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Thread: AudioPlayMemory array layout?

  1. #1
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    AudioPlayMemory array layout?

    Hi All,


    I've got some questions about the behaviour of the AudioPlayMemory object, and how it expects the array containing the samples to be laid out.

    I've read the old documentation here: https://www.pjrc.com/teensy/td_libs_...layMemory.html as well as the AudioPlayMemory page in the teensy audio tool.
    and some comments here:
    https://forum.pjrc.com/threads/29121...27s+complement
    and looked at the source code for "wav2sketch".

    And I think I've mostly wrapped my head around it, but I can't reconcile some things with the numbers I see in the example sketches.

    Here's my understanding of the layout of AudioPlayMemory, please let me know if I've gotten anything wrong:
    1) The data is stored as an array of "const unsigned int", each element of which is 32-bits (4 bytes) in size.
    2) The data of each sample is _signed_ in a 2's complement form.
    3) Different sample rates (44100, 22050, 11025 Hz) can be selected,
    4) Samples can be in either an 8-bit compressed format, or uncompressed 16-bit PCM. (16-bit samples are stored in little-endian format, with low-byte containting the least-significant bits)
    5) The high 8-bits of the first word of the array specify the format of the compression, and the low 24-bits specifies the length of the samples. According to the documentation the length is specified in bytes, but I suspect it is actually specified in samples.

    Here's my diagram:
    Click image for larger version. 

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    The problem is when I look at example sketches and see how other people have used the AudioPlayMemory objects, I get different numbers for array size than what I'd predict based on the length specification in the header.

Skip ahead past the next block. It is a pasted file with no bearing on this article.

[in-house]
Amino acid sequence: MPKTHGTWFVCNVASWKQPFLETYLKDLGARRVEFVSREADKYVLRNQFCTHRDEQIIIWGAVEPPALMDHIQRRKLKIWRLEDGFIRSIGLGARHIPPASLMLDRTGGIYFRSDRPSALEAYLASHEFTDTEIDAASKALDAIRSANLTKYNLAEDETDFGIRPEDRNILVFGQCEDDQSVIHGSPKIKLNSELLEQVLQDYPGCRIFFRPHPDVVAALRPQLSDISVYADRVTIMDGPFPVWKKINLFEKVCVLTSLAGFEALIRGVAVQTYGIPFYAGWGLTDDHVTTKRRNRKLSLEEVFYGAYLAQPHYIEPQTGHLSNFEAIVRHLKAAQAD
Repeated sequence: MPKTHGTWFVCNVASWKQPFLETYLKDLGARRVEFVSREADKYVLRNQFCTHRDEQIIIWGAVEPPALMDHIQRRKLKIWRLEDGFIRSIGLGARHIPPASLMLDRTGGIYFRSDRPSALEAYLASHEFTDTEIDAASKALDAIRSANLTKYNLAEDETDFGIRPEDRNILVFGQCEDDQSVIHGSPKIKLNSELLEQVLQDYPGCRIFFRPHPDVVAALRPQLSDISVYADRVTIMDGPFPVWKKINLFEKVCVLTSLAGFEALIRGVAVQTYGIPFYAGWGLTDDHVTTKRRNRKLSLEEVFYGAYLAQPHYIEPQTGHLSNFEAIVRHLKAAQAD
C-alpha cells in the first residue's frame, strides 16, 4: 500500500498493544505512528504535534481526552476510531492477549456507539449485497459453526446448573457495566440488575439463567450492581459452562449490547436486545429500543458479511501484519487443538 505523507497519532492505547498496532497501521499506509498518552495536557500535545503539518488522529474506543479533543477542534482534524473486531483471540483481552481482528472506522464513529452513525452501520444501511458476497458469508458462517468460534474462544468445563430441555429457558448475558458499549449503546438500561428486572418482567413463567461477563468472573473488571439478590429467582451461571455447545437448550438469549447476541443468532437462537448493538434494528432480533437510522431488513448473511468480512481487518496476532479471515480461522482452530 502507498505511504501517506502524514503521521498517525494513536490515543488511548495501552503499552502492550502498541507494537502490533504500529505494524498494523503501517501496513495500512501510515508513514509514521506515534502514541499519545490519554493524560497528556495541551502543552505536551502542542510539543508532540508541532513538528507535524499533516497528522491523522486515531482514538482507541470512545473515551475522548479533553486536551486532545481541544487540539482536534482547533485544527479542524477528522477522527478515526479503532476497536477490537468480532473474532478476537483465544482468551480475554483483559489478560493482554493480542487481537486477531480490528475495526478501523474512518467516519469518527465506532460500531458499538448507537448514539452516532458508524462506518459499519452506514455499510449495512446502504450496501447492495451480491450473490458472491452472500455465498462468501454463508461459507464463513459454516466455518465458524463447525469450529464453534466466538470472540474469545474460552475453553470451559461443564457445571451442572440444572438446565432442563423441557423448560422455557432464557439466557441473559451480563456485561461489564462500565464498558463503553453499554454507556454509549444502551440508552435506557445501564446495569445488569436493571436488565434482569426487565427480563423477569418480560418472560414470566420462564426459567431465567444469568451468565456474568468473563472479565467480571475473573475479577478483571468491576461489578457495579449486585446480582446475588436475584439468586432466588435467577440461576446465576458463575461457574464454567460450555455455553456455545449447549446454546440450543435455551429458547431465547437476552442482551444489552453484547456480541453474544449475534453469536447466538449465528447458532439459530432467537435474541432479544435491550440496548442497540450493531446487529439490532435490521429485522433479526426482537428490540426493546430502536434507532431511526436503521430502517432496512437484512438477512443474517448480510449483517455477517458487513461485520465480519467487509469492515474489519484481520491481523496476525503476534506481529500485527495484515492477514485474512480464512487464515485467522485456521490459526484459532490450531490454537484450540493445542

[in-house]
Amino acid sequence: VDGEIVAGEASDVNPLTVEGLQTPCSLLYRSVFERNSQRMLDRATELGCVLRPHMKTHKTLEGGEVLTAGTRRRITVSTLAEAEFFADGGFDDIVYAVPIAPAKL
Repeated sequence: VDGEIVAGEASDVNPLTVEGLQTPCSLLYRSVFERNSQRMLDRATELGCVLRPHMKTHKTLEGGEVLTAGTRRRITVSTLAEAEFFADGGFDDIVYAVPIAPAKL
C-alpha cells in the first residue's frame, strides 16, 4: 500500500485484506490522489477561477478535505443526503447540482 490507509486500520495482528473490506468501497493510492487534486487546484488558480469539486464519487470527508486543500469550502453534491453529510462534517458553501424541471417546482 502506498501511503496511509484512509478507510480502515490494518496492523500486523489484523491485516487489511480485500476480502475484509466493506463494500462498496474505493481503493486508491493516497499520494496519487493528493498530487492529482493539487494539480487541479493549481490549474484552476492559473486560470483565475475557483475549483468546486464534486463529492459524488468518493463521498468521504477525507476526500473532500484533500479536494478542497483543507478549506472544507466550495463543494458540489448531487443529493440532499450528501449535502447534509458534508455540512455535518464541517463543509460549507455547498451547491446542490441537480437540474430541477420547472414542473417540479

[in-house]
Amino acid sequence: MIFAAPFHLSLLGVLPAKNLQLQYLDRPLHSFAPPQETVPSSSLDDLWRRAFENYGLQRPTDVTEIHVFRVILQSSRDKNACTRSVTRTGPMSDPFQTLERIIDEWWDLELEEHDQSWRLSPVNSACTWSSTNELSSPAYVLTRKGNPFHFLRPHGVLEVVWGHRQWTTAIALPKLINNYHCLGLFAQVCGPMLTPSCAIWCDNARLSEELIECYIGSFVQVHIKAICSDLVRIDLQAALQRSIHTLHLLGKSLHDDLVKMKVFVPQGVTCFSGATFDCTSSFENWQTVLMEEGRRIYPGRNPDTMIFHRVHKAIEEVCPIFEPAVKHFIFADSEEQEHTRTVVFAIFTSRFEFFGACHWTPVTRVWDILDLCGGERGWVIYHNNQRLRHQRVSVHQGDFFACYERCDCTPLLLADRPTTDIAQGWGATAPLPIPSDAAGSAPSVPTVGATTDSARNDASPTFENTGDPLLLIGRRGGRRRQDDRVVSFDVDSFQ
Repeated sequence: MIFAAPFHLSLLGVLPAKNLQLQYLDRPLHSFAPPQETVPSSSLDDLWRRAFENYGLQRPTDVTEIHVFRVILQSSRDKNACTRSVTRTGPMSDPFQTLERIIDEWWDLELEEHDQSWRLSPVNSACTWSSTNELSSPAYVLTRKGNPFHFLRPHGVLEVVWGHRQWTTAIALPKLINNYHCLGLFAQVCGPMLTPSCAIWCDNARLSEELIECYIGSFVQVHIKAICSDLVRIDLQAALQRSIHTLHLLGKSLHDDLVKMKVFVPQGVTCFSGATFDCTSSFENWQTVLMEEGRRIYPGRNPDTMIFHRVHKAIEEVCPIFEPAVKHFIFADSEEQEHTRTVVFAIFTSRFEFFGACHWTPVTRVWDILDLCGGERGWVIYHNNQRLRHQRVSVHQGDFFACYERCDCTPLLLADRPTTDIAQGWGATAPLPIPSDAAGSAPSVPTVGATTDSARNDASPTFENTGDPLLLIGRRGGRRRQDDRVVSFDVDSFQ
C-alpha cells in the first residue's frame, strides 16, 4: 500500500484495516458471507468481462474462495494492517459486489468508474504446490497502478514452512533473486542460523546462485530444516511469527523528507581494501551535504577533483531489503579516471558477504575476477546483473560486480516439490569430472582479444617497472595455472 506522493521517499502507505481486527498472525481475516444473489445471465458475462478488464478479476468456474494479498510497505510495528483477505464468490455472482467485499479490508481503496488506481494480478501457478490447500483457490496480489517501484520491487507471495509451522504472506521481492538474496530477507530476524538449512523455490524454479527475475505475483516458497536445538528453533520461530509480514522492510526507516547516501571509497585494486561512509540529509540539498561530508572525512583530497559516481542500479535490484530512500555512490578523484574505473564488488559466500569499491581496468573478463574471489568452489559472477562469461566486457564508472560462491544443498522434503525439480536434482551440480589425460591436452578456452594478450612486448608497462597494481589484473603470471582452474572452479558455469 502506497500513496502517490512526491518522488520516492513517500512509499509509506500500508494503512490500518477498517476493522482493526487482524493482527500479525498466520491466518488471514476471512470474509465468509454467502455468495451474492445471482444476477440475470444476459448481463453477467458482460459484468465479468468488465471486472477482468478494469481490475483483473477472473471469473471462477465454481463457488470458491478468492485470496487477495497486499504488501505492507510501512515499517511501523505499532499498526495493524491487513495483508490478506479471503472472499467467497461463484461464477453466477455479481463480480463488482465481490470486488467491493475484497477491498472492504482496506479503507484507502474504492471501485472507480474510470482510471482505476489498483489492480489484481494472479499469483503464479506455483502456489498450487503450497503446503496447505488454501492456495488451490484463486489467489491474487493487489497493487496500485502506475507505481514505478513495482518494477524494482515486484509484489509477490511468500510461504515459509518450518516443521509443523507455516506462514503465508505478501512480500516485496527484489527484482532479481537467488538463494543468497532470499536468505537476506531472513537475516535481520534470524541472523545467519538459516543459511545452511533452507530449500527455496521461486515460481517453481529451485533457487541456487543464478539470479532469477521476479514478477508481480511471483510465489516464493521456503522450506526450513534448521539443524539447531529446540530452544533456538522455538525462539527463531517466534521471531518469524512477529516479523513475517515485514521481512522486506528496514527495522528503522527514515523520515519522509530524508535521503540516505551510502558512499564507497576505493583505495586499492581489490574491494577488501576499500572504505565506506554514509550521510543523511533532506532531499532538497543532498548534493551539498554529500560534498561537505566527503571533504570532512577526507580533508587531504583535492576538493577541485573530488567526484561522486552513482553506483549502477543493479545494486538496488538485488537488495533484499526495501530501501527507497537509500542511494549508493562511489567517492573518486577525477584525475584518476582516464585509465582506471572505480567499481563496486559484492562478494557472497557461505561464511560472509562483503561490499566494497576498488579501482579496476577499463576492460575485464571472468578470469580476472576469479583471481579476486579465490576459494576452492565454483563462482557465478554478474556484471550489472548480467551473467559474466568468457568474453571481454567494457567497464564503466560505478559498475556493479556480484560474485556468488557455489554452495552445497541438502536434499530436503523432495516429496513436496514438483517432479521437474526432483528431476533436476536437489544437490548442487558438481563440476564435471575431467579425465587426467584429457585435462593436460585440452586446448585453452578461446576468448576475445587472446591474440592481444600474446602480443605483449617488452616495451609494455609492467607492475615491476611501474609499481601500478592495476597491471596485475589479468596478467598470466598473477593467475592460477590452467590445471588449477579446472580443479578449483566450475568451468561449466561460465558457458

Specifically the numbers are wrong for all the 16-bit formats if I assume the units of length are bytes:

    Click image for larger version. 

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    If I assume the units of length are samples, then it looks much better, but some of the files still don't match the pattern:


    Click image for larger version. 

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    Is what I'm seeing just a bug in wav2sketch (or the files "guitar_a2_note" and "guitar_b3_note" in the example sketches), or have I made a mistake somewhere?



    Cheers,
    Gavin

  2. #2
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    I would suggest that the number in the lower 3 bytes of the first word are not "number of bytes" but "number of samples". Looking at:

    // Audio data converted from WAV file by wav2sketch

    #include "AudioSampleKick.h"
    #include <Arduino.h>
    // Converted from kick.wav, using 22050 Hz, 16 bit PCM encoding
    PROGMEM
    const unsigned int AudioSampleKick[2561] = {
    0x820013EC,0xFFDC0027,0xFF710095,0x038DFF4C,0xFBA1 0105,0x0037FB6E,0x09D2011A,0x007504CA,


    The word is 820013EC. So format 82 with 13EC = 5100 samples. As there are 2 samples per word then of [2561] one word of that is the format/length then there are 2560 words that each contain two (16 bit) samples so a total of 2560 * 2 = 5100 samples - which is what the 13EC figure would appear to represent.
    Attached Thumbnails Attached Thumbnails Click image for larger version. 

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  3. #3
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    Quote Originally Posted by wrightflyer View Post
    I would suggest that the number in the lower 3 bytes of the first word are not "number of bytes" but "number of samples". Looking at:
    Yep, that certainly looks more consistent, but you can see from my second screenshot that the two example files "guitar_a2_note" and "guitar_b3_note" still don't fit the pattern. (Although other 16-bit files with the same sample rate do).

    I'm keen to find out what the proper format for AudioPlayMemory should be, as I'm having a lot of trouble playing arrays that were NOT made by wav2sketch.